If I May Be Pompous For a Moment...

June 16, 2009 | Comments (0) | by Wolter

Note: In lieu of writing TWO non-Hitler-Punch-Related Blog Entries in the same month, I am dual posting this entry on TMS and my own personal (long neglected) blog, The Slog . You know...in case you give a rat’s ass.

Welcome to Wolter’s Music and Pop Culture Theory Corner, a feature deemed “Too Pseudointellectual Even For Pomp Culture” by a volunteer panel of U of C grad students.

Today’s discussion is based on aspects of the Generational Theory first espoused by William Strauss & Neil Howe in their seminal work, Generations (not to be confused with the incredibly bad Star Trek movie of the same name), and how they related to the lyrical content of the debut single two unrelated UK bands from roughly a quarter century apart (The Adverts and Art Brut).

Generational Theory is a more or less cyclical explanation of long-term historical trends based on each generation’s relation to and reaction at the previous generations throughout the phases of their life. It’s a very fascinating tool that, while not fully accurate as a predictive device, is very interesting as a means of analysis of events. You can get a decent quick-n-dirty overview in the wikipedia link above, which I strongly recommend reading as a background material (I'm going to be relatively brief in my reasoning, so if you find flaws with this theory, remember that Strauss & Howe wrote several books on the topic, and it's worth reading more about it).

At any rate, the short version is each generation has an overall character that is the result of its environment (though obviously there are always members of each generation that defy the prevailing norms). The two generations that matter for this discussion are Generation X (also known as 13th Gen) and the Millennial Generation (also known as Generation Y).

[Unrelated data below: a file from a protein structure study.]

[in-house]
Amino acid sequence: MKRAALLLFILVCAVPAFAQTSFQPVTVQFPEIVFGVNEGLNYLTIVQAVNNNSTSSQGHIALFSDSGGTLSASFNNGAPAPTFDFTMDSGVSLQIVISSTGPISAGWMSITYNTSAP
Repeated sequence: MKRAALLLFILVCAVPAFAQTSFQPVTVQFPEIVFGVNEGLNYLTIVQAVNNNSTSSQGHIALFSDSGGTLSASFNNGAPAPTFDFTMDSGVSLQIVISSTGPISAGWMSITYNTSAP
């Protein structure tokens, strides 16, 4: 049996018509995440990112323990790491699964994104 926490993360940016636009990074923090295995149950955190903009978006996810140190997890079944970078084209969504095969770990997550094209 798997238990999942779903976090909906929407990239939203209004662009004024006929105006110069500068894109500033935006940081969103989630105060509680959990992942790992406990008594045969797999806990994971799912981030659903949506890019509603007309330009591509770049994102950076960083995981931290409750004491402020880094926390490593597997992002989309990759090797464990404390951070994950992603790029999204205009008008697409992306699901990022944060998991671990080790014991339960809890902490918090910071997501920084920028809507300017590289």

The Adverts formed in 1977 as part of the slew of punk bands that appeared in the wake of the Sex Pistols (and to a lesser extent, the Clash and the Damned) rise to notoriety in the UK. Their debut single, “One Chord Wonders” is a marvelously paranoid ode to the bravado and gallows-humor of musicians with low-self-esteem everywhere who know in their hearts they are doomed to failure. For the purposes of this discussion, please feel free to download a copy here.

And, for your perusal, here are a copy of the lyrics (hopefully correct, as god knows I don’t want to search too deeply for lyrics sites, and the requisite computer viruses they seem to contain):

I wonder what we'll play for you tonight.
Something heavy or something light?
Something to set your soul alight?
I wonder how we'll answer when you say,
"We don't like you - go away,
"Come back when you've learnt to play"

I wonder what we'll do when things go wrong,
When we're half-way through
Our favorite song,
We look up and the
audience has gone.
Will we feel a little bit obscure?
Think "we're not needed here,
"We must be new wave
- they'll like us next year"

The Wonders don't care
- we don't give a damn
(repeated to end of